Furthermore, if the problem isn’t a shortage of jobs but a shortage of workers, then the challenge for asylum seekers is unlikely to be about finding jobs to do. Instead what they might find is that the jobs are not always in the places where the Home Office houses them and therefore the bigger issue may well be finding places to live close to where the work is.

The greater fear these days tends to be that immigrants will come to take our benefits. They are portrayed as cheats and scroungers in the media and the fear is that they will also put pressure on public services such as schools and hospitals. Therefore it is ironic that the rules actually legally insist that asylum seekers must depend upon hand-outs. If cases were resolved in a few weeks then that would be one thing but they are so often not. I know people who have lived here for 4 or 5 years or longer with a case still in progress.

So, I’m not convinced that Steve’s proposal is resolving a real issue. Moreover, I think there are further questions about the scheme. The proposal is that everyone is guaranteed a job, this includes the indigenous population. The result of this is that the idea of benefits is abolished. We are all workers and all required to do something productive with our days in return for which we are guaranteed a wage. The Government becomes the employer of last resort so that if we are unable to get work in the private sector, we are offered work by them for whatever they determine to be the minimum wage.

There are a few issues and questions with this.  The first is that we already know what the Government is willing to pay. It is willing to pay the current going rate for Universal Credit plus the other assorted benefits that still exist.  It isn’t in fact in the Government’s interest as a significant employer to increase the minimum wage and in fact it would be in its interests to take on employees on the lowest level of pay possible to suppress the wage market. Indeed, this seems to go against the idea of moving towards a high wage, high skill market.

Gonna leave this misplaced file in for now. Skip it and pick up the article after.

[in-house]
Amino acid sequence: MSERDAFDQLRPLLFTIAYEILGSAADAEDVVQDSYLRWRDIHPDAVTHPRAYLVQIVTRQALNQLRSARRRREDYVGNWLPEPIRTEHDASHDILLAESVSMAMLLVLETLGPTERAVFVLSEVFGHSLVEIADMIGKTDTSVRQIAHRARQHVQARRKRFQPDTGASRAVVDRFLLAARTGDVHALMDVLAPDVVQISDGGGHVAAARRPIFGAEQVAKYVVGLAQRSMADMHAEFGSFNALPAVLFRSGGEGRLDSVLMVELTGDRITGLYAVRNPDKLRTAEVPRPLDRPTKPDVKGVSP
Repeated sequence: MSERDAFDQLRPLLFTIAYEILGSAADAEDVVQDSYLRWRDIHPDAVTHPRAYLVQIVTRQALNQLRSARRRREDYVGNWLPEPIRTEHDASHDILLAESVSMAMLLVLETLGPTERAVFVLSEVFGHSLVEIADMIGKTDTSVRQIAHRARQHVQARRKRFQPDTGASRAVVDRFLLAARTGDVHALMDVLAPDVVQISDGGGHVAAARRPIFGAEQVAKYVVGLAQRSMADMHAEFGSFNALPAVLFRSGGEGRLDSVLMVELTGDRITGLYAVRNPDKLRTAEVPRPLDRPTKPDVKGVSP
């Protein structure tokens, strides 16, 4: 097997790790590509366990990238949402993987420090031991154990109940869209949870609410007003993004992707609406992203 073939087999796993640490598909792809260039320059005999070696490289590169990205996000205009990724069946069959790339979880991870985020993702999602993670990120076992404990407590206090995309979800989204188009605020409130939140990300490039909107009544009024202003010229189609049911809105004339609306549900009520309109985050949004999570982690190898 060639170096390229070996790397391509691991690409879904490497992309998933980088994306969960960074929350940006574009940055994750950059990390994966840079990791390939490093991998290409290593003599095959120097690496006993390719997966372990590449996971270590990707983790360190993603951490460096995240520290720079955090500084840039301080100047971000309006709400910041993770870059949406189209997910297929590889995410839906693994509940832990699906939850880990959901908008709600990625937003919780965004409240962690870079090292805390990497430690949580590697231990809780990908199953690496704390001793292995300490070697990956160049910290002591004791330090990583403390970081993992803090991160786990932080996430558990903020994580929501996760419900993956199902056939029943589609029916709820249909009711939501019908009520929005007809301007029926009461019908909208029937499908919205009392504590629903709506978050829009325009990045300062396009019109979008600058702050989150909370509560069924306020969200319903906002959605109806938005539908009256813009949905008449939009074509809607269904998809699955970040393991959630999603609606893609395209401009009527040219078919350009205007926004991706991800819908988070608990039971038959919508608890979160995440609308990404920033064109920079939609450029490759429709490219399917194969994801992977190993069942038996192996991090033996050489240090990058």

In conversation with Steve, I asked what would happen in terms of the Government guaranteeing jobs. Would I in effect work for them but loaned to an employer with the prospect that the Government would pay whatever proportion of my wage that the employer could not?  That’s not far off what happened with the furlough scheme but there workers were paid to not work.  The risk there is that it becomes in the interests of employers to be dependent upon the Government scheme, in effect it is a form of back door subsidy which may lead to inefficiency and the ongoing survival of businesses that are simply not productive or economic.

The other alternative is that the workers are employed by the Government to deliver services for the Government. It is then the Government who are responsible as not just the employer of last resort but also the service provider and potentially owner of last resort.  Now, I guess that if politically your position is socialist leaning then that isn’t too problematic. Whilst not all forms of socialism are statist, there is a strong view within that tradition that the State should step in to employ people and to run industry.

The challenges to this are both economic and moral.  I won’t rehearse the economic ones here because they have been made many times over the years.  The moral ones are very simple.  The argument for limiting the state is that the Government should exist to serve the people not to lord it over them, control them or in any sense own them.  That’s rooted in Biblical principles too. When the State moves from this role of serving people, primarily through protecting then we begin to see a risk of dependency and control which puts people too far into the State’s debt.  Indeed, the idea of large numbers of people being on the Government’s pay role becomes particularly problematic in a democracy where those people are also choosing their government.

So I have concerns and questions about Steve’s proposal. I’m sure he has compelling arguments in support of it and would challenge the economic and philosophical presuppositions behind my concerns. However, this helps to demonstrate both why it is fine for Christians to disagree on politics and why healthy debate and conversation is both necessary and possible.